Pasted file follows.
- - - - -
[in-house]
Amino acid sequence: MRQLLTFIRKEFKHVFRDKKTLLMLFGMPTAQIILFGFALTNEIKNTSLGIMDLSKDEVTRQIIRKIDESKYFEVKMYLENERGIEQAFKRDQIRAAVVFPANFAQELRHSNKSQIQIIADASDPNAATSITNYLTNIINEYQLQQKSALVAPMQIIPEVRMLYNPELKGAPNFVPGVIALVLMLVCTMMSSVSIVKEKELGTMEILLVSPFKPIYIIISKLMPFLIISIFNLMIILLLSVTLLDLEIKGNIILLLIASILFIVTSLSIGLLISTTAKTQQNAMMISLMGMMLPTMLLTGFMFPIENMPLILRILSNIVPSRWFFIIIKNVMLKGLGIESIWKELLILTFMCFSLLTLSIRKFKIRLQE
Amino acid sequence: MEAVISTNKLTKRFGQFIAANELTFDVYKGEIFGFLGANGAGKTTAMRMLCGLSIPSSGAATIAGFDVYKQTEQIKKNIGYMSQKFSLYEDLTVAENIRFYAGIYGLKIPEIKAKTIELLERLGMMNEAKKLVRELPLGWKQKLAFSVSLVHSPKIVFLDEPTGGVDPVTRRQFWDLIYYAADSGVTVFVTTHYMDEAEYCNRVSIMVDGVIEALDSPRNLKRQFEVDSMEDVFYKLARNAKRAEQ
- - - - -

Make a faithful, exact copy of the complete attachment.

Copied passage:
[in-house]
Amino acid sequence: MRQLLTFIRKEFKHVFRDKKTLLMLFGMPTAQIILFGFALTNEIKNTSLGIMDLSKDEVTRQIIRKIDESKYFEVKMYLENERGIEQAFKRDQIRAAVVFPANFAQELRHSNKSQIQIIADASDPNAATSITNYLTNIINEYQLQQKSALVAPMQIIPEVRMLYNPELKGAPNFVPGVIALVLMLVCTMMSSVSIVKEKELGTMEILLVSPFKPIYIIISKLMPFLIISIFNLMIILLLSVTLLDLEIKGNIILLLIASILFIVTSLSIGLLISTTAKTQQNAMMISLMGMMLPTMLLTGFMFPIENMPLILRILSNIVPSRWFFIIIKNVMLKGLGIESIWKELLILTFMCFSLLTLSIRKFKIRLQE
Amino acid sequence: MEAVISTNKLTKRFGQFIAANELTFDVYKGEIFGFLGANGAGKTTAMRMLCGLSIPSSGAATIAGFDVYKQTEQIKKNIGYMSQKFSLYEDLTVAENIRFYAGIYGLKIPEIKAKTIELLERLGMMNEAKKLVRELPLGWKQKLAFSVSLVHSPKIVFLDEPTGGVDPVTRRQFWDLIYYAADSGVTVFVTTHYMDEAEYCNRVSIMVDGVIEALDSPRNLKRQFEVDSMEDVFYKLARNAKRAEQ